Mario Andretti is ecstatic his grandson is on the pole for Sunday’s Indy 500

Mario Andretti would normally have been in Indianapolis Sunday for qualifying for this weekend’s Indianapolis 500.

Instead, he watched it unfold from his lake house in Wayne County in part because of the restrictions caused by the coronavirus pandemic.

No matter because when his grandson, Marco, earned the pole for the 104th edition of the so-called “Greatest Spectacle in Racing,” Mario was so happy that he might have been heard 680 miles away in Indianapolis.

Mario Andretti, the winner of the 1969 Indy 500 and the pole-sitter in 1987, was thrilled for Marco, who earned the top pre-race spot for the first time at Indy and for the sixth time in his IndyCar career. The hope is that it will lead to his first Indy 500 win, the third of his career and first since Iowa midway through the 2011 season.

The pole position alone was enough to bring lots of emotion for the family, especially considering that Marco is coming off a brutal 2019 season in which he led just four laps and finished 16th in the series standings, tied for the lowest of his career.

Through it all, 80-year-old Mario Andretti has been his grandson’s biggest supporter. He can’t wait to see him in person at Indy when he arrives in the middle of the week.

“I told people I jumped up so high that I hit my head on the ceiling and it’s a 9-foot ceiling,” Mario laughed when recounting Sunday’s celebration. “It’s so exciting to see Marco do this and really come into his own. He really showed us all something Sunday and the whole weekend. He proved it was no fluke and he had his stuff together and not under the best conditions either.”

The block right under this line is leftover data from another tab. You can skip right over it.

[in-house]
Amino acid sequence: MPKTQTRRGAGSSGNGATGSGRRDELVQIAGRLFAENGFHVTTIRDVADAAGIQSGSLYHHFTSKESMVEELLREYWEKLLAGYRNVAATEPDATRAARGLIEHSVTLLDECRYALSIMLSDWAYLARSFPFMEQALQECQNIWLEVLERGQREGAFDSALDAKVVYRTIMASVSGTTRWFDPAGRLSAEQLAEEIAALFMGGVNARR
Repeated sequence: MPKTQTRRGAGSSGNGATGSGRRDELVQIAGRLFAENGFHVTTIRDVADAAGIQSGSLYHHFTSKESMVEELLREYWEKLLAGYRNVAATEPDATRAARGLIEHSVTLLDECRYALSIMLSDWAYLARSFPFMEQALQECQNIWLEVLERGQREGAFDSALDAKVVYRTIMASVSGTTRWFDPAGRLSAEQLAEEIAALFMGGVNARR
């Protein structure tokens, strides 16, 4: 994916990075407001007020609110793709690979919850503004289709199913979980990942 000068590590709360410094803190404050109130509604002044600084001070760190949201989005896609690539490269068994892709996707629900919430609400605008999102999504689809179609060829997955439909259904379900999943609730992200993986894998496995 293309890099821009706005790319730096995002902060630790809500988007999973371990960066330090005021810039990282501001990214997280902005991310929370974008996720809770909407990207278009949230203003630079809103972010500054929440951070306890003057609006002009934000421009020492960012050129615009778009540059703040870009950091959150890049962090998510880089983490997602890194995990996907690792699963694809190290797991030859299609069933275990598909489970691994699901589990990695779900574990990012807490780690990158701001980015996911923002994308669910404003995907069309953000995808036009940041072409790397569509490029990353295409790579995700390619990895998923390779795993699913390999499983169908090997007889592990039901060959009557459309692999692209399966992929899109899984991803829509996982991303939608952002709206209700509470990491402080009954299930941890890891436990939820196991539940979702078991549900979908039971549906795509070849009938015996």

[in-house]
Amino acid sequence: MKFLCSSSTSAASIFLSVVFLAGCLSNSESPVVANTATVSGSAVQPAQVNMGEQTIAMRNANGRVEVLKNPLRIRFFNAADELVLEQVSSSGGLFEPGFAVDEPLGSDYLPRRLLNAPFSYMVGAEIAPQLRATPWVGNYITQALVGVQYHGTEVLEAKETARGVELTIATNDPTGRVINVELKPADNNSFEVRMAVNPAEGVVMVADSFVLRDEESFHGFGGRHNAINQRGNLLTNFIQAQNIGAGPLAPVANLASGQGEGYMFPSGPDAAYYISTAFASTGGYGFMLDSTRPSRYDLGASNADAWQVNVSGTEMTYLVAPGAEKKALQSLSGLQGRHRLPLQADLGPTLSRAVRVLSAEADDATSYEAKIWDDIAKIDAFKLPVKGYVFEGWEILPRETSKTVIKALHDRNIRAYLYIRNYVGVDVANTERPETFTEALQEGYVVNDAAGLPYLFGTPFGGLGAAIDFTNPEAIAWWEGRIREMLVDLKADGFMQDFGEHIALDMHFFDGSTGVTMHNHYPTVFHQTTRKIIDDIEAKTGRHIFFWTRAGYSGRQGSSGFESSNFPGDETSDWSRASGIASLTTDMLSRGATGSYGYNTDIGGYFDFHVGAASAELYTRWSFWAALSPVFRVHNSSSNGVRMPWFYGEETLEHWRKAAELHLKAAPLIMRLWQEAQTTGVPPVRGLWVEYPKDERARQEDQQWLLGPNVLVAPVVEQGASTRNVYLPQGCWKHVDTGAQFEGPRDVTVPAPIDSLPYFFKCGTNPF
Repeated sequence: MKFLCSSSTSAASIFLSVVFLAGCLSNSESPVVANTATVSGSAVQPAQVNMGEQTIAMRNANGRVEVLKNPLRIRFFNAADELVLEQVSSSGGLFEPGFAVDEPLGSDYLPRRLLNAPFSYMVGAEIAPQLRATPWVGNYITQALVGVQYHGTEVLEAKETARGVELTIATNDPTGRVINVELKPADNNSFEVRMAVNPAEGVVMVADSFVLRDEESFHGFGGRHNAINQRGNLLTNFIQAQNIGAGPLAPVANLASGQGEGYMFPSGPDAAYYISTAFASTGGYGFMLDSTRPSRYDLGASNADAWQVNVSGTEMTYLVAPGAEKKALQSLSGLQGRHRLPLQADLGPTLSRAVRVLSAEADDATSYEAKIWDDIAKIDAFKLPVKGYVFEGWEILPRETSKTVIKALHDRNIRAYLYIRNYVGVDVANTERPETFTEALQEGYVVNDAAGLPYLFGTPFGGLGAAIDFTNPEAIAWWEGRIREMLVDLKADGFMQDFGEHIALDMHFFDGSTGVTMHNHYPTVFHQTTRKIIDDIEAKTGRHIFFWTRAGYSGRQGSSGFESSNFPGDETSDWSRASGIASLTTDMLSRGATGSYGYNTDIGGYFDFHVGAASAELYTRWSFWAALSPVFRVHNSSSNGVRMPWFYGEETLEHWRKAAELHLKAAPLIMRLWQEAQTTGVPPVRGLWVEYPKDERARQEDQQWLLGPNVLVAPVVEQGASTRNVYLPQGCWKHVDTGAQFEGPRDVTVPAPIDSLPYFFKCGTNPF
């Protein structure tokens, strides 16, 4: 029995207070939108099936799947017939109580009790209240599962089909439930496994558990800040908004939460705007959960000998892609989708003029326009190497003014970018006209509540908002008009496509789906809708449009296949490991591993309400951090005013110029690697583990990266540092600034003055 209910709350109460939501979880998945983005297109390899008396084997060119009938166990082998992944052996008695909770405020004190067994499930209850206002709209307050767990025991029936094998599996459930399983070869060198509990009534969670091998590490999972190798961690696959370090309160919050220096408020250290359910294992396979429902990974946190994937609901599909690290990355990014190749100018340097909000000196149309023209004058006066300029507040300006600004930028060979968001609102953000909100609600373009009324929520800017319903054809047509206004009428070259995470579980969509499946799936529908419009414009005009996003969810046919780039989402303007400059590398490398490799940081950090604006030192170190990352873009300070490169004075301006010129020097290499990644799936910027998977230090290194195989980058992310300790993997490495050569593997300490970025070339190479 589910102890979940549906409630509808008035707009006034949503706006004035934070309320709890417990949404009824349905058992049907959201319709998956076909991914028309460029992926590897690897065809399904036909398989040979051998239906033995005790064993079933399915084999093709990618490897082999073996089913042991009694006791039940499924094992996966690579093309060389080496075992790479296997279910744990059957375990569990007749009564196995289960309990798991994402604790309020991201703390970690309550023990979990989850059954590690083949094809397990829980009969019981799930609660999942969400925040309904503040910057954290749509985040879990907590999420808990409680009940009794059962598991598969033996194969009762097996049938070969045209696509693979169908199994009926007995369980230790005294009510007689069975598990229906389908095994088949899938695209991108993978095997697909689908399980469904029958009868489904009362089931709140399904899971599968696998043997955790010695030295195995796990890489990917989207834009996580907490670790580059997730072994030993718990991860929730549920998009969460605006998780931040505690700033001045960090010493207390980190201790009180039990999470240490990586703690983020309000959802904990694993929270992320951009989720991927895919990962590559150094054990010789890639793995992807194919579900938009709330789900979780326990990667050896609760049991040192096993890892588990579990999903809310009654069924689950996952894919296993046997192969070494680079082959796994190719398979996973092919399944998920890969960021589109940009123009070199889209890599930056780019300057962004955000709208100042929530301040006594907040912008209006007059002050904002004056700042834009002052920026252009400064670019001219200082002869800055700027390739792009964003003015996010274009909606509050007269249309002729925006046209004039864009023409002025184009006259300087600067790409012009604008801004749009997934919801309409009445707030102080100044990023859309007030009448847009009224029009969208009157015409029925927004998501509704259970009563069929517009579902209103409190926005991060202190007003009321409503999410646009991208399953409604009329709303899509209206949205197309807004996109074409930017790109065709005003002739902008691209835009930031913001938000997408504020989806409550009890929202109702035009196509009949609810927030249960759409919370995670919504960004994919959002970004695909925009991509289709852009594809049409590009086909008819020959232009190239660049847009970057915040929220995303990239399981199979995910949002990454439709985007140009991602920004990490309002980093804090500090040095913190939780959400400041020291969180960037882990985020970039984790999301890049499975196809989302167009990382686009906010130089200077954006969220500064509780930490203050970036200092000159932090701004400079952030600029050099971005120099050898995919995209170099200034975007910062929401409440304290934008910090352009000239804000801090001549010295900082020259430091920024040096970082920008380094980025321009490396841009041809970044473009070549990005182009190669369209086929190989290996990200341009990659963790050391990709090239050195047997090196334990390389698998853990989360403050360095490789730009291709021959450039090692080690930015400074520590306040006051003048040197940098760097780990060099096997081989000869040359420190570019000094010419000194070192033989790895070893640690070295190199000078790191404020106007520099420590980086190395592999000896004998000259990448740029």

Andretti won the pole with a four-lap average of 231.068 mph on Sunday during the Fast Nine Shootout. That followed Saturday’s 231.315 mph set during the first day of qualifying and also followed Friday’s stunningly fast lap of 233.491, the fastest t the track since Arie Luyendyk went 239.260 mph for an unofficial record during practice in May of 1996.

However, Sunday’s battle for the pole came with an extra element from Mother Nature — wind.

“A [cold] front went by and made it windy and that’s always something that concerns a driver,” Mario Andretti said. “It changes the characteristics of the track immensely. Watching his three [Andretti-Autosport] teammates go out before him, all three had a rough time and I thought ‘Oh wow.’ And then Scott Dixon, absolutely the best guy out there right now, puts on a show. I just thought ‘Oh my goodness’ what’s going to happen?”

What happened was one of the best moments Mario Andretti said he ever experienced. Marco edged Dixon by 0.017 mph to put himself in the best position possible to get his first Indy 500 win and end the so-called Andretti Curse at the Brickyard.

“All I told him was the wind will scare you, but it won’t crash you. … that’s all I could say,” Mario Andretti said. “He took it on. He wasn’t shy. Looking at the steering trace on his runs, he fought it, but he never lifted. That tells me a lot. He was determined. He had the confidence in the team and the car and that’s what it takes, the whole package.”

Being on the pole will bring a lot of attention and perhaps an ample amount of pressure as the race approaches 1/8 2:30 p.m. Sunday, NBC].